How are heart defects repaired?

The term "heart defect" often refers to an abnormal opening in the wall (septum) that divides the two upper chambers or the two lower chambers of the heart. Examples include atrial septal defects (ASDs), patent foramen ovales (PFOs), and ventricular septal defects (VSDs). Such defects don't always require treatment. When they do, sometimes medication treats the symptoms. In other cases, your healthcare provider may recommend a procedure to repair the hole in the heart wall. Most heart defects can be repaired in a cath lab procedure. Here's how:
  1. A catheter guides a flexible closure device through a blood vessel into your heart.
  2. Once the device is in the correct place, it can expand (open) to plug the hole. There are different types of devices, but they all generally work a bit like an umbrella. When the device is collapsed, it's small enough to travel inside your blood vessel. When it's opened, it covers a larger area.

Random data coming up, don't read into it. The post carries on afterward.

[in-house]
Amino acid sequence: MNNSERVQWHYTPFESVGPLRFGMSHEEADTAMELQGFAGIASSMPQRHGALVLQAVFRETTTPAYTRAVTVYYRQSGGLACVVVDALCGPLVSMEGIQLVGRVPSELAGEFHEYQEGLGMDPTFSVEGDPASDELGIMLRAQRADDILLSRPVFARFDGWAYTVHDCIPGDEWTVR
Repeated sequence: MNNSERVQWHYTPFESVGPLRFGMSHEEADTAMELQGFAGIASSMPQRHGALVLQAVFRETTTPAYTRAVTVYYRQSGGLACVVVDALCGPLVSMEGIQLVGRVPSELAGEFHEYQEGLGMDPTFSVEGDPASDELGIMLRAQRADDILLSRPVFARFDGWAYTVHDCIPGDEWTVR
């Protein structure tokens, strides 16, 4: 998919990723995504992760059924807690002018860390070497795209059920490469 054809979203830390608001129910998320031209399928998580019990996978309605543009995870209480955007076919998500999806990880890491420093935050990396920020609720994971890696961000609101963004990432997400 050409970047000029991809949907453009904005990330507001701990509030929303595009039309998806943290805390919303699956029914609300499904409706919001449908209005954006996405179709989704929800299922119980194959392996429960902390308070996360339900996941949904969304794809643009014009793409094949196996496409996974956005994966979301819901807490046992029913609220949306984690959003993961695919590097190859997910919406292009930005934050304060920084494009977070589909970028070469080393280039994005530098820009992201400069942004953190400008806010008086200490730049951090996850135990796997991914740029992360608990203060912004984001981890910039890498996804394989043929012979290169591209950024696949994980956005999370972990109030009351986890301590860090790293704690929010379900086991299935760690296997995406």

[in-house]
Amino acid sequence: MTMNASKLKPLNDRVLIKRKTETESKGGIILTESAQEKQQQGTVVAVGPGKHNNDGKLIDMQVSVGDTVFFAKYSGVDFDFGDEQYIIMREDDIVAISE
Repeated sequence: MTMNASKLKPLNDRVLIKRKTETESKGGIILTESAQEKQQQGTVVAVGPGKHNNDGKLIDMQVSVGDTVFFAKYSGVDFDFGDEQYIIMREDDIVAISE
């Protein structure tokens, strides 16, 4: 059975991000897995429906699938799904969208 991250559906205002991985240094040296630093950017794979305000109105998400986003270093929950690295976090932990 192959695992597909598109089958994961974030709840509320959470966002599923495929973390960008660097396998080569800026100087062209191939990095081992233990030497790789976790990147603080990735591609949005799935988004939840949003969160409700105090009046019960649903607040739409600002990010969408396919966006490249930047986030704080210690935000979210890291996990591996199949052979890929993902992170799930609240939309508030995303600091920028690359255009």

3. When the catheter is removed, this plugging device remains behind to close the hole in your heart. Eventually the device becomes covered with the body's own tissues.
Your healthcare provider may opt to repair a heart defect with open heart surgery. The decision depends on several factors, including the extent of the defect and your overall health.

During surgery, the surgeon repairs the defect with stitches (sutures) or patches it with a large "swatch" made of a surgical material or your own tissue.

Heart defect repairs have a high rate of success. Most of the time, these procedures completely cure the defect and help you avoid further problems.

The pulmonary valve opens and closes to let blood flow from the right lower chamber of the heart (right ventricle) to the lungs and prevents blood from flowing back from the artery into the heart. These valves may not function properly in patients with congenital heart defects and need to be replaced with a conduit to prop open a section of the right ventricle and an artificial valve -- fitted inside the conduit -- to regulate the blood flow.

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Important: This content reflects information from various individuals and organizations and may offer alternative or opposing points of view. It should not be used for medical advice, diagnosis or treatment. As always, you should consult with your healthcare provider about your specific health needs.